Read more: WHO endorses theory of ‘natural origin’ of coronavirus; Is Trump wrong?

Last month, foreign ministry spokesman Zhao Lijian said WHO officials “have repeatedly stated that there is no single evidence that the new coronavirus was produced in a laboratory”.

When asked on Thursday about reports that he could cancel US debt obligations to China, Trump said he could “do it differently” by “just putting on tariffs”.

Lockdowns ease

The pandemic has disrupted economies worldwide and kept billions of people indoors, but now that numbers are steadying countries are starting to chart a course out of restrictive lockdowns.

British Health Minister Matt Hancock announced that India warned the world’s biggest lockdown would continue for two more weeks UK has hit its target of conducting 100,000 coronavirus tests a day, a step towards eventually lifting lockdown rules in the country that this week overtook Spain to record the world’s third-highest death toll.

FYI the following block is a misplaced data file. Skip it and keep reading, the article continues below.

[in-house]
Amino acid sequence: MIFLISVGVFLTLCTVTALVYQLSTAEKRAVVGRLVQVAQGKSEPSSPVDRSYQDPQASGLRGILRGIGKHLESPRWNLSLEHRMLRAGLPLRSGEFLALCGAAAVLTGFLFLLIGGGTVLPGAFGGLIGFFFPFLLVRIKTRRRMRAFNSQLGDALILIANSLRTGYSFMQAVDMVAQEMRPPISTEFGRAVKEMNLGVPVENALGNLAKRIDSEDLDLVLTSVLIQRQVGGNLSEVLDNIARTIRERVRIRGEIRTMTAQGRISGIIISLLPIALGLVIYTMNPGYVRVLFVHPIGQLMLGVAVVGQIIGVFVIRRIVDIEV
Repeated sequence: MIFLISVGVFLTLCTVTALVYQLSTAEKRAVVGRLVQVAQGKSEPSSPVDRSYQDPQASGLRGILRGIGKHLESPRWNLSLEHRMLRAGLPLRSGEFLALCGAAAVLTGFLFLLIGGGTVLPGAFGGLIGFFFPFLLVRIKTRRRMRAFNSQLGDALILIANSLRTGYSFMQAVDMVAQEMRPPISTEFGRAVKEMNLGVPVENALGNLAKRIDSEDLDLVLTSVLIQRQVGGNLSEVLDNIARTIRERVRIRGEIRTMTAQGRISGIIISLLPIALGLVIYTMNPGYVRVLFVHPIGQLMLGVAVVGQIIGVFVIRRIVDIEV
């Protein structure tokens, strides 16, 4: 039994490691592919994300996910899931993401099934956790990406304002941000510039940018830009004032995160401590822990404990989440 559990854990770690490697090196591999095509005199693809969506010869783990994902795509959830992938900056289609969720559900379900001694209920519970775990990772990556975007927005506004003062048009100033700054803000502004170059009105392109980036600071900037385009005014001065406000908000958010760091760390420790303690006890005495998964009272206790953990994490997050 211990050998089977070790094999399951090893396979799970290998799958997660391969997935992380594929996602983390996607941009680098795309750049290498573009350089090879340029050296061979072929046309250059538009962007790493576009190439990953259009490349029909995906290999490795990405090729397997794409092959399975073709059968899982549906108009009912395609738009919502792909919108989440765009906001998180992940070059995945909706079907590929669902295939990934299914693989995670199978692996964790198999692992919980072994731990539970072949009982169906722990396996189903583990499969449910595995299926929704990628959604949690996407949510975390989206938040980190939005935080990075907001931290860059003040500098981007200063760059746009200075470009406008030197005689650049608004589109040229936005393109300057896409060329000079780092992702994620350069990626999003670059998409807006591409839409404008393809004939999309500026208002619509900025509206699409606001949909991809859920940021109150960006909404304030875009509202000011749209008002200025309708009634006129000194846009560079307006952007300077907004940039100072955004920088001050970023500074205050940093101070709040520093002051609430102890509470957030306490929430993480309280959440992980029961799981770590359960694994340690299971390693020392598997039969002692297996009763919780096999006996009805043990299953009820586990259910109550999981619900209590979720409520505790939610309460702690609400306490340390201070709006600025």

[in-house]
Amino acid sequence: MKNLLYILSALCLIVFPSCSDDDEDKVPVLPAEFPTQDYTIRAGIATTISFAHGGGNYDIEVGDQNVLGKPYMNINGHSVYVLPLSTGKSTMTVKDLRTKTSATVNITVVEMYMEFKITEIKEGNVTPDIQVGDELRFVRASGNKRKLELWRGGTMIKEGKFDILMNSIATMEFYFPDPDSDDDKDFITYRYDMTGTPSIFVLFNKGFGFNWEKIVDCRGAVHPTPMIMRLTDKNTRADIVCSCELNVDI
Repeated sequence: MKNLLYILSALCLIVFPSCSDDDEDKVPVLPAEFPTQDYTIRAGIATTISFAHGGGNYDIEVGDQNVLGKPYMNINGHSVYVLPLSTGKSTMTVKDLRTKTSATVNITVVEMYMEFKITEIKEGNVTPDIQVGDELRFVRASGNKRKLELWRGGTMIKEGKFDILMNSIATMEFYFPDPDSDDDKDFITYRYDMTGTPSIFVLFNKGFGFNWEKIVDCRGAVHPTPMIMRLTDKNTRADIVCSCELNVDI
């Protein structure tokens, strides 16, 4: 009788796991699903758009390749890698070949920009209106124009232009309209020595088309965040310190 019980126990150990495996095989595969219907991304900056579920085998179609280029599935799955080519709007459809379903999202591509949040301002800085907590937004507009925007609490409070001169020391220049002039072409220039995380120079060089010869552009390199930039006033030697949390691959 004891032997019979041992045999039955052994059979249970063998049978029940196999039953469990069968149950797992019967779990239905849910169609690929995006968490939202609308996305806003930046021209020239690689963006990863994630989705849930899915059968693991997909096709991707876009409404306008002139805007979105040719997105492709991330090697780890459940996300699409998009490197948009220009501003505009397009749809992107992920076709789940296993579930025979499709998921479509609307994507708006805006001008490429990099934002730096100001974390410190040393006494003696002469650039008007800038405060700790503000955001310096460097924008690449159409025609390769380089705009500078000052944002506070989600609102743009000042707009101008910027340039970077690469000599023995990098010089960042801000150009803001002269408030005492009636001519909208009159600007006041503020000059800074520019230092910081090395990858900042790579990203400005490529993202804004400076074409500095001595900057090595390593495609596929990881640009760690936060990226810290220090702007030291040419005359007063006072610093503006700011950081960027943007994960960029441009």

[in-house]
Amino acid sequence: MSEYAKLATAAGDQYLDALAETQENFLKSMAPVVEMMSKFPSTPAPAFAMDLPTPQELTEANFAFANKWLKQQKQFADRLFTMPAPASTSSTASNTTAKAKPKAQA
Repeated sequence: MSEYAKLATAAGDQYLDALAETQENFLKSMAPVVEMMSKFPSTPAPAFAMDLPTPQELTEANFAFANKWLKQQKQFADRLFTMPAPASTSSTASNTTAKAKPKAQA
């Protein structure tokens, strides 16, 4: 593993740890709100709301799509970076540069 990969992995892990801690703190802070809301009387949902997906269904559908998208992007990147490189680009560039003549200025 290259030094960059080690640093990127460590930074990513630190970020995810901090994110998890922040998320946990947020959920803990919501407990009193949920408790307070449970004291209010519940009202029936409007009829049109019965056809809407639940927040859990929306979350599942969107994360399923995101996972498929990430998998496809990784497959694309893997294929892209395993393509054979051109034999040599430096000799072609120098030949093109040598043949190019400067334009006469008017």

Germany has accelerated plans to lift its lockdown, preparing to ease curbs on public life and reopen churches, museums and zoos — having restarted shopping last week.

Neighbouring Austria followed suit Friday with people allowed to go out again freely and gather as long as the group does not exceed 10 people — or 30 for funerals.

And in Belgium, doctors and recovering patients said that many of those who had survived the virus and emerged from a coma were still too weak to leave hospital.

“What is painful is to have to recover reflexes and actions that are completely natural,” said 74-year-old Pierre Fonteyne, as he gingerly returned to “walking, basically, walking, reading, writing”.

And there were signs that the epidemic may just be getting under way in areas beyond Europe and North America that have so far been spared the worst.

Twenty-three staff at a hospital in Qatar were injured when tents being used to boost capacity in response to coronavirus collapsed in a fierce storm, local media reported.

Read more: COVID-19: Question of survivability of 1.4 billion Indians with no exit strategy

And in northern Nigeria’s Kano state, cases have almost tripled in a few days.

Nasiru Sani Gwarzo, head of a presidential COVID-19 taskforce, told AFP the region appeared to be “at the threshold of the community transmission stage”.

AFP with additional input by GVS News Desk